I like pneumatic controls as well as hydraulic motion if the system is designed proper. Both have their advantages, and disadvantages.

I've got a bit of time in both systems.....  

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you could probably control the rate of decent by reducing down the exhaust port. use reducer fittings till you get down to a small enough size that they come down nice and easy. 

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I reinstalled my freshly rebuilt pump and hav

11 hours ago, Rob said:

I had not considered air powered ramps at all. Your setup looks interesting for certain. Also looks as if they depend upon gravity to lay down? If you could send some detailed photos I'd really be interested in the concept. Just last week I rebuilt the hydraulic pump in my trailer and the ramps function just as they should. There was a solenoid cartridge that went bad and with that replaced all is fine again. Supposed to be nice today so I'll shoot a video of them operating.

I didn't realize there was a limit on total upload space so I've been going back and deleting older photos as they were not resized down and I ran out of space.

Here is a quick video I shot this afternoon.

 

 

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I like the airbag  idea.     

Rob, how long of stroke cylinders are on your ramps.     Scrapper buddies get gradalls in to scrap pretty often, and they have 2 cylinders on the front axle to level the truck.        I think they are only 8" stroke, and prob not long enough though.   

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They are 24" stroke tie rod cylinders. Really nothing special and most any farm type store has the type. These are 3.5" bore.

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I thought they looked alot longer.   I can get the 8" for basically free, so I was hoping.  

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Thanks. These were less than $325.00 delivered for the pair as I caught them on sale at Bailey Hydraulics. I have hoses and fittings in the shop to make everything new.

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Here some pics for you Rob.

It's just a rectangle made from square tubing , sitting in a channel. Has 2 push rods (I will call them ) connected to the bottom of the ramps. 

I have the air spring # in the shop if you like . Its just a firestone air bag.  And if you would like some measurements, I can get them for you.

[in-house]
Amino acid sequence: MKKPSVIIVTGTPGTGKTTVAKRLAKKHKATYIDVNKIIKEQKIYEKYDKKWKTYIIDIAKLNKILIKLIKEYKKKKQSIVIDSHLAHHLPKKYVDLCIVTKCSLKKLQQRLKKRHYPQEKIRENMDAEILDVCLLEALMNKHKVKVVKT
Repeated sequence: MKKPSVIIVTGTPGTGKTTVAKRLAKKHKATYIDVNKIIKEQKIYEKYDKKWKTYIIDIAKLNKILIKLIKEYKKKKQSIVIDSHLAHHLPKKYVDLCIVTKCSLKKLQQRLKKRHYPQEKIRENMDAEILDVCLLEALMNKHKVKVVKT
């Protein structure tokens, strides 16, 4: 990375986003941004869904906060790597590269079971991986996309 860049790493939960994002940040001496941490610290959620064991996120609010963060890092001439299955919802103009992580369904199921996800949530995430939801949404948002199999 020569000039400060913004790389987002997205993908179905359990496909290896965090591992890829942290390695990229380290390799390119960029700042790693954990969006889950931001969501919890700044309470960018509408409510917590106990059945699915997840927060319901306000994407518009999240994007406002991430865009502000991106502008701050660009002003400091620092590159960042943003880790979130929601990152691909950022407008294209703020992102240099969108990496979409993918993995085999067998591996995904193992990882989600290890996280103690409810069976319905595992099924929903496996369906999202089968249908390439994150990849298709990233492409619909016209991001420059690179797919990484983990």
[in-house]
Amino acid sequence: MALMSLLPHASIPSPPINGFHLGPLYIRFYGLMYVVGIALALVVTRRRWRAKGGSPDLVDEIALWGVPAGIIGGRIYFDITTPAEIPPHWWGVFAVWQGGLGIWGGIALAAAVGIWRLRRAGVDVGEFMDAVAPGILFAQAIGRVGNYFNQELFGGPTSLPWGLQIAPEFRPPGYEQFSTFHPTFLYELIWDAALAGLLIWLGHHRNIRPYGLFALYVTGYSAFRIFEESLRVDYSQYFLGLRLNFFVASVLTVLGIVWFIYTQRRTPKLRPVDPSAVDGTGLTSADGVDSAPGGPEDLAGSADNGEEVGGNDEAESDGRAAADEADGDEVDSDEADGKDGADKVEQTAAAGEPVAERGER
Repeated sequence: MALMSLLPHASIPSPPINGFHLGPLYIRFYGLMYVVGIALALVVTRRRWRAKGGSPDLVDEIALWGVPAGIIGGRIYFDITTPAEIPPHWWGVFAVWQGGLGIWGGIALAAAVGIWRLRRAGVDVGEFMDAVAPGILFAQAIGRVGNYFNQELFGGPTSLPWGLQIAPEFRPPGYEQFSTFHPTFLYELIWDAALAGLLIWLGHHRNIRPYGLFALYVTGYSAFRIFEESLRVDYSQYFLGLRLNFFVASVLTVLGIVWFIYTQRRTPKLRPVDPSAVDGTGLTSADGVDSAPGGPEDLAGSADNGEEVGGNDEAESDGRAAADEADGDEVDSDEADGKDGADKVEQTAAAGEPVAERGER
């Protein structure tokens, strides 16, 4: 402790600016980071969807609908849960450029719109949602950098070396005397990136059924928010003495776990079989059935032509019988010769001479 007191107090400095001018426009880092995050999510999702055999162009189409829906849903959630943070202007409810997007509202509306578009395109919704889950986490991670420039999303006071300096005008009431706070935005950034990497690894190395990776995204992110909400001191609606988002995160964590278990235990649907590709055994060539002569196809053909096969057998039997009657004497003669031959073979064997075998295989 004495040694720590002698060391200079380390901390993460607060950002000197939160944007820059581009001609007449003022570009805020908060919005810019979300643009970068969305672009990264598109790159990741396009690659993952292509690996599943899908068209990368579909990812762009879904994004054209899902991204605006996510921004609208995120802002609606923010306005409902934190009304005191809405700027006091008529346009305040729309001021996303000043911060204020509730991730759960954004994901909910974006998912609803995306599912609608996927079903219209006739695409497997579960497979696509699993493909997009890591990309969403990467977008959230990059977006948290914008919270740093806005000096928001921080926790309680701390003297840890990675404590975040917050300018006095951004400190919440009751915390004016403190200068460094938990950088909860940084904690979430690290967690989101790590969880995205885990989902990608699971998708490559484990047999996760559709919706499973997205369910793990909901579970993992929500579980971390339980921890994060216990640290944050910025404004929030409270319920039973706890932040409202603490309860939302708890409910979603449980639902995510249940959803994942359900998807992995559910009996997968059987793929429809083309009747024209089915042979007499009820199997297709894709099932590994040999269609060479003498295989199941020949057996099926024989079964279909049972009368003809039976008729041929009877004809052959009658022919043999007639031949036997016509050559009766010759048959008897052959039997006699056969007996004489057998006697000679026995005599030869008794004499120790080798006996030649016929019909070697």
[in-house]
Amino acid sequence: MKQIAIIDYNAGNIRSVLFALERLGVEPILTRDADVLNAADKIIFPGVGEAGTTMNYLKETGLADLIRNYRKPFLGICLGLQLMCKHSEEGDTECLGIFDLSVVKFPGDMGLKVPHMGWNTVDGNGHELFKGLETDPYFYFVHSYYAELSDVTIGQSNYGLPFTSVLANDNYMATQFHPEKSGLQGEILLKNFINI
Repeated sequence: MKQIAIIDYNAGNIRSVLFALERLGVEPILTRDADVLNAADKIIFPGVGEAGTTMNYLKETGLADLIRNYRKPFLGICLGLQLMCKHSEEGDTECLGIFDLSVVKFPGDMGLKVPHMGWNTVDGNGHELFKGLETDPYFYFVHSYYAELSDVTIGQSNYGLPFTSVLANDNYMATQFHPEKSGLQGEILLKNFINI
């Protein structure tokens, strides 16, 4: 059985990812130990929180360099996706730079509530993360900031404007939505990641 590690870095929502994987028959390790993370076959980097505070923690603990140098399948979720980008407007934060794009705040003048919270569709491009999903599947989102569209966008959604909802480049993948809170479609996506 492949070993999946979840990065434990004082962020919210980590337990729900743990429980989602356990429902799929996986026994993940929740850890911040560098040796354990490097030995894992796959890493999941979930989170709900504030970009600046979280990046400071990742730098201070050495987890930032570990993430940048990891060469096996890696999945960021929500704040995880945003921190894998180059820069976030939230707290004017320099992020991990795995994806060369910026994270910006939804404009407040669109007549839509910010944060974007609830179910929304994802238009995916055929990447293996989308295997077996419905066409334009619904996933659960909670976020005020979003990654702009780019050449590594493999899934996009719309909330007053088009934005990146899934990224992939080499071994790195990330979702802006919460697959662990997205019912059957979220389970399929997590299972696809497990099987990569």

I can't seem to download a video directly. If your really interested I can download something to youtube for you to see. 

5ae2426e15c1c_Image2.jpg.cd0b79386d9abcc25b3acac8e63879a7.jpg

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And I have to include a pic of my truck …………………Just because I like it so much.

5ae242bf20370_Image7.jpg.bd714e99a96997e3bc08c9b1246d0459.jpg

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If it wouldn't be too much trouble I'd like to see a video of the operation. It looks ruggedly mechanical but air bags output a lot of force so easy to envision it working. Best keep it greased as that's a lot of sliding action going on. The ramps ever bind on you? Doesn't look like there is much gap between their hinge pins and the rotating sleeve of the ramp(s). I assume both ramps go up or down at the same time?

That's a nice looking R model . I like the spokes. What's in it for drivetrain? I see it's an "Econodyne" series.

Rob

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Its no problem getting some video for you Rob.  I will get it for you later today. 

You mentioned the small gap between the hinge pins and the rotating sleeves. When I got the trailer the ramps didn't work very well.

The hinge pins were sloppy and things would just bind up .  I find the less play there is , the more energy goes to raising the ramps . 

I've never had any trouble since i tightened things up. 

To your point of greasing the slide. I actually don't grease it . You will notice no deck boards above it. That way I can wash it regularly. The grease just attracts a lot of dust and crap.  

For the video I put a bit of lubricant on it. So you can see how easily it can move. With no lubricant you need to give it a little help. (equivalent to lifting 20 or 30 pounds). The reason I like to" help"it ,  you will see that when the ramps go up . They go fast. If someone was close to them, they could easily get hurt . It actually works really good because the ramps come off the ground. I clean all the dirt off the ramps , then give them a bit of help , then they stand up nicely.